Thursday, September 29, 2011


A Drop of the Hard Stuff written by Lawrence Block (2011): It's been 35 years (!) since Block's hardboiled Manhattan-based detective Matt Scudder came on the scene. Scudder's adventures have been one of the high points of detective fiction over those years, taking him through near-fatal drinking bouts to hard-won and hard-maintained sobriety, all while solving cases the police have given up on.

Herein, Block returns to a format he first used with Scudder in When the Sacred Ginmill Closes, with the present Scudder narrating a much earlier case. We go to Scudder's first year of sobriety in the early 1980's, just after the events of Eight Million Ways to Die. Sympathetic Irish gangster Mick Ballou cameos as the person to whom Scudder tells the story.

An acquaintance from Scudder's childhood comes back into his life, a small-time hood who's gone sober and now, per the Twelve Steps of Alcoholics Anonymous, is in the 'Amends' phase of his eternal recovery. But someone kills him. His guilt-stricken sponsor, who'd pushed him to work fairly quickly through the 12 Steps, hires Scudder to find out who and why. And off we go.

Block does a lovely job of fleshing out Scudder's early-recovery self throughout the narrative. We also get an in-depth look at the workings of Alcoholics Anonymous and those who've sought it out to save themselves. Booze is as much a nemesis as the hidden murderer for Scudder, and the two dovetail neatly in a climactic sequence.

The ending may not satisfy everybody -- there is closure, but not of the bow-wrapped, justice-always-prevails variety. It satisfied me, but, then, I'm always glad to reacquaint myself with Scudder, and after the super-smart serial killer adversary of a couple of the most recent Scudder novels, I liked seeing things return to a more normative scale. Highly recommended, though it you've never read a Matt Scudder mystery before you should probably start at the beginning with A Stab in the Dark and work your way forward.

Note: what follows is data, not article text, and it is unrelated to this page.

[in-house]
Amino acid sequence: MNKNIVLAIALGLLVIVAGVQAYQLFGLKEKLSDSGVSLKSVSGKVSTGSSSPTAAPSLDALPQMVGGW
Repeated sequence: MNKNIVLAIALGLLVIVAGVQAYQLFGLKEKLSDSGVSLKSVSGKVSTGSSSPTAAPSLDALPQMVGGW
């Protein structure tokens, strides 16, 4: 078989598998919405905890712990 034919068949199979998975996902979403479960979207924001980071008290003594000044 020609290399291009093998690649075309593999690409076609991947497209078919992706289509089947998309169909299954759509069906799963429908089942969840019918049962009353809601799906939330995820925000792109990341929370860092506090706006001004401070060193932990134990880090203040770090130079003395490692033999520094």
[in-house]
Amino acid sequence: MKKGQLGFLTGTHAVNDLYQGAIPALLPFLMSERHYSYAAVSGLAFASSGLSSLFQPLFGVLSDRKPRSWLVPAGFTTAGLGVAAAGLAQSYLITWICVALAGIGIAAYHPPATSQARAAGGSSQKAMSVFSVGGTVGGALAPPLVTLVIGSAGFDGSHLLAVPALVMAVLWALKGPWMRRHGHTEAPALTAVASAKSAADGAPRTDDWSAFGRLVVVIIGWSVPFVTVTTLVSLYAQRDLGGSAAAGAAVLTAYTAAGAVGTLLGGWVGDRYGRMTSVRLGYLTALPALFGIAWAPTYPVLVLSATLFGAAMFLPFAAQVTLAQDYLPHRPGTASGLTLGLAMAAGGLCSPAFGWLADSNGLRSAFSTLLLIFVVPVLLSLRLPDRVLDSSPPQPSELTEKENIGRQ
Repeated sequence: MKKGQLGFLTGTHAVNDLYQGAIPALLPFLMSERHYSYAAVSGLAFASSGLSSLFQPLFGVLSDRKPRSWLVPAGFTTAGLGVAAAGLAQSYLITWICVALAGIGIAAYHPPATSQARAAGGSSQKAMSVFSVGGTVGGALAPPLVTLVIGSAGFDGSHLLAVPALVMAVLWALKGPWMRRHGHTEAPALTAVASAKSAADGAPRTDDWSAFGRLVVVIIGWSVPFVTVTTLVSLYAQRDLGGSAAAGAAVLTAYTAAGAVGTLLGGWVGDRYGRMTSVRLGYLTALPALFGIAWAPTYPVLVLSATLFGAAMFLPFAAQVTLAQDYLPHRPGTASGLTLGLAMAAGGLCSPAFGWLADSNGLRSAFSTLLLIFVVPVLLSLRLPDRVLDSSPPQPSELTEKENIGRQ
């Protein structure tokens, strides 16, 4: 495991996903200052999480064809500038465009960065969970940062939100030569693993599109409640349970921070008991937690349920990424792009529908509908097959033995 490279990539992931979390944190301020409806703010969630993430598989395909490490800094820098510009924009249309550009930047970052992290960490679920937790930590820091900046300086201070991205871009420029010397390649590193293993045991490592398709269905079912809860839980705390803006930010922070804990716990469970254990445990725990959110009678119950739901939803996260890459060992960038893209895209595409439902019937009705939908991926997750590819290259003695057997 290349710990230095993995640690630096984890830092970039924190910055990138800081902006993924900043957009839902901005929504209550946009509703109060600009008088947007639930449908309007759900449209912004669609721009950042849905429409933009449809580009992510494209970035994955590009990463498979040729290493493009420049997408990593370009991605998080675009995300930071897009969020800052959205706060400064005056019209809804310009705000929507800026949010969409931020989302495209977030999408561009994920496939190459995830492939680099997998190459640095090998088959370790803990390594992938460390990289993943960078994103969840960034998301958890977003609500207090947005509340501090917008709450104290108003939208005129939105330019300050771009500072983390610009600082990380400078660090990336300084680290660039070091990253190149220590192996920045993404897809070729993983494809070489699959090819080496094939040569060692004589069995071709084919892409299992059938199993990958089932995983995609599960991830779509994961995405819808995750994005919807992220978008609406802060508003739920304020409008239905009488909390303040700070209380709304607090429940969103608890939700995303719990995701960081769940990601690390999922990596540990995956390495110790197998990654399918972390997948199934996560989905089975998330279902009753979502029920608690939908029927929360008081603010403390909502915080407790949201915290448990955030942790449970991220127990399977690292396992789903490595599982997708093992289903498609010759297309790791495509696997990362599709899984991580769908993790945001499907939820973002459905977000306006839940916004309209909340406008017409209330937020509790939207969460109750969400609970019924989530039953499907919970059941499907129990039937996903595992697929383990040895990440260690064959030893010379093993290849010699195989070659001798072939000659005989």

Conan in the Hands of an Angry Thesaurus

The Chronicles of Conan Volume 2: Rogues in the House and Other Stories, written by Roy Thomas, illustrated by Barry Windsor-Smith, Sal Buscema and Others (1970-71; collected 2003): This second volume of Thomas and Windsor-Smith's pivotal Conan Marvel comic-book work of the early 1970's offers one fairly faithful adaptation of a Robert E. Howard Conan novelette (the eponymous "Rogues"), a lovingly rendered adaptation of short story "The Frost-Giant's Daughter", and several other stories of young Conan as he wanders around thieving, getting arrested, escaping arrest, and fighting wizards, gods and monsters.

Windsor-Smith's art grows more splendid and idiosyncratic throughout this volume as he changes from Kirbyesque super-hero artist to lush, pre-Raphaelite-influenced illustrator at a fairly astonishing rate of progression. He wouldn't stay on Conan much beyond this point, but he'd remain the acknowledged, definitive comic-book Conan artist ever afterwards, though John Buscema would soon surpass him in page count if not in overall effect.

Writer Roy Thomas thuds along as if he were paid by the word (which he wasn't). He'd work on Conan's comic-book adventures at Marvel for a decade and become the "definitive" Conan comic-book writer through sheer weight of output. Occasionally, the artwork creaks and shudders under the weight of all that obscuring prose. Uk wuk. Recommended.

The Face That Must Diet

Dark Passage, written and directed by Delmer Daves, based on the novel by David Goodis, starring Humphrey Bogart (Vincent Parry), Lauren Bacall (Irene Jansen) and Agnes Moorehead (Madge Rapf) (1947): Enjoyably loopy film noir sees Bogart play a San Francisco businessman wrongly imprisoned for his wife's murder. He escapes from San Quentin. Shenanigans ensue. And for the first 45 minutes or so, we get first-person camerawork from Bogart's perspective, seeing his character only fleetingly in a newspaper photo.

I'm guessing film cameras got smaller some time after the end of WWII, as first-person POV shows up in a couple of other films of the time, only to be abandoned because, frankly, it's annoying as hell. And you can't see your star. Though here the POV serves the story -- Bogart's character gets plastic surgery to change his face, and once he's got that new face (Bogart's normal face) the POV switches to the traditional third-person. Got all that?